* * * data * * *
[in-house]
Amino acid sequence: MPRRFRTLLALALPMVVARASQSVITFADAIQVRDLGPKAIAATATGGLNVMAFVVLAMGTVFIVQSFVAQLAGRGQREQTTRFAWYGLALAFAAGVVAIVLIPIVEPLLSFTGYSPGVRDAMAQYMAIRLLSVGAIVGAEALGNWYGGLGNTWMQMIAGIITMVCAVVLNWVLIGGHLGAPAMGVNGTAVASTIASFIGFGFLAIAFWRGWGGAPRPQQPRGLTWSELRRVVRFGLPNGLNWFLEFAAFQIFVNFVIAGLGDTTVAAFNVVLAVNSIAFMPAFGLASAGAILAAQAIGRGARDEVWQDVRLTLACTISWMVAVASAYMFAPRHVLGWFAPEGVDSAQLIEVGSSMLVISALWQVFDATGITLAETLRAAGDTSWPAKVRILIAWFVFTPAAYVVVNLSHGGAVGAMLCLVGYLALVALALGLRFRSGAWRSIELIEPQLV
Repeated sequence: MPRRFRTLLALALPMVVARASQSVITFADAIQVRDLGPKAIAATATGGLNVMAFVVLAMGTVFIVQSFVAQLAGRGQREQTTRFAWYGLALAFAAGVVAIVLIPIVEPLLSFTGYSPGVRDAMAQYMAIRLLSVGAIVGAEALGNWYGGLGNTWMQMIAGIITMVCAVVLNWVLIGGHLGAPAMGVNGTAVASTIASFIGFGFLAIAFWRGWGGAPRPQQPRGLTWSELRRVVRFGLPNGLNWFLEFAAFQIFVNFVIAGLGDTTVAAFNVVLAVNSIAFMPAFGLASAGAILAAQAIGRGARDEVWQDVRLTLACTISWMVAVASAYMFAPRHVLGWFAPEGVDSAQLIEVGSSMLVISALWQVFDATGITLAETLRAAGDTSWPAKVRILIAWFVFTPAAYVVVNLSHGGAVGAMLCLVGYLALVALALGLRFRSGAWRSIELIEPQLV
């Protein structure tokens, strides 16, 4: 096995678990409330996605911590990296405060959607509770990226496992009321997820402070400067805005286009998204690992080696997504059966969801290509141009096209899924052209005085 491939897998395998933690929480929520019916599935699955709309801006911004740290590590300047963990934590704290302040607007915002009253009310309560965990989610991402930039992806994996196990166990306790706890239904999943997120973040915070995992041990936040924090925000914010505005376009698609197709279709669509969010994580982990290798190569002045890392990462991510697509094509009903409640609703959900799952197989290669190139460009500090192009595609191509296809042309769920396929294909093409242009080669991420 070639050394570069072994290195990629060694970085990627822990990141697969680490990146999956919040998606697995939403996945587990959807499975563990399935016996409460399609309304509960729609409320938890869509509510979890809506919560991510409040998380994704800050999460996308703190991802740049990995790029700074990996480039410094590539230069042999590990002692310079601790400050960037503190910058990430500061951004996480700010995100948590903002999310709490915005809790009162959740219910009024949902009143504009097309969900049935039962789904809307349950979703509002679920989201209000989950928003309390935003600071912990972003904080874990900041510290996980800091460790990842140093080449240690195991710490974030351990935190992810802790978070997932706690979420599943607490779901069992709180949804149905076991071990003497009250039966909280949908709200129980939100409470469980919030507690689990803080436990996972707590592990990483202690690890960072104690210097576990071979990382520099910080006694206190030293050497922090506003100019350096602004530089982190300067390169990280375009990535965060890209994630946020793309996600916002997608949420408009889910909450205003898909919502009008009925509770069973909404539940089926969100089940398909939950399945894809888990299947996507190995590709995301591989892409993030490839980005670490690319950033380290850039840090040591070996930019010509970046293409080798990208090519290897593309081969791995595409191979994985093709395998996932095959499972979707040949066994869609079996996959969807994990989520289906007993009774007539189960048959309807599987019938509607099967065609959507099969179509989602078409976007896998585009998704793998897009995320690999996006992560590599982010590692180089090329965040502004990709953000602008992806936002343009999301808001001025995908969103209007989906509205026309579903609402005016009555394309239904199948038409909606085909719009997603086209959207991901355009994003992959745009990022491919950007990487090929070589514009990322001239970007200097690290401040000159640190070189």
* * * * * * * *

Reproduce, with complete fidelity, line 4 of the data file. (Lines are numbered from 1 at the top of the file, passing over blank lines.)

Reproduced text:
């Protein structure tokens, strides 16, 4: 096995678990409330996605911590990296405060959607509770990226496992009321997820402070400067805005286009998204690992080696997504059966969801290509141009096209899924052209005085 491939897998395998933690929480929520019916599935699955709309801006911004740290590590300047963990934590704290302040607007915002009253009310309560965990989610991402930039992806994996196990166990306790706890239904999943997120973040915070995992041990936040924090925000914010505005376009698609197709279709669509969010994580982990290798190569002045890392990462991510697509094509009903409640609703959900799952197989290669190139460009500090192009595609191509296809042309769920396929294909093409242009080669991420 070639050394570069072994290195990629060694970085990627822990990141697969680490990146999956919040998606697995939403996945587990959807499975563990399935016996409460399609309304509960729609409320938890869509509510979890809506919560991510409040998380994704800050999460996308703190991802740049990995790029700074990996480039410094590539230069042999590990002692310079601790400050960037503190910058990430500061951004996480700010995100948590903002999310709490915005809790009162959740219910009024949902009143504009097309969900049935039962789904809307349950979703509002679920989201209000989950928003309390935003600071912990972003904080874990900041510290996980800091460790990842140093080449240690195991710490974030351990935190992810802790978070997932706690979420599943607490779901069992709180949804149905076991071990003497009250039966909280949908709200129980939100409470469980919030507690689990803080436990996972707590592990990483202690690890960072104690210097576990071979990382520099910080006694206190030293050497922090506003100019350096602004530089982190300067390169990280375009990535965060890209994630946020793309996600916002997608949420408009889910909450205003898909919502009008009925509770069973909404539940089926969100089940398909939950399945894809888990299947996507190995590709995301591989892409993030490839980005670490690319950033380290850039840090040591070996930019010509970046293409080798990208090519290897593309081969791995595409191979994985093709395998996932095959499972979707040949066994869609079996996959969807994990989520289906007993009774007539189960048959309807599987019938509607099967065609959507099969179509989602078409976007896998585009998704793998897009995320690999996006992560590599982010590692180089090329965040502004990709953000602008992806936002343009999301808001001025995908969103209007989906509205026309579903609402005016009555394309239904199948038409909606085909719009997603086209959207991901355009994003992959745009990022491919950007990487090929070589514009990322001239970007200097690290401040000159640190070189």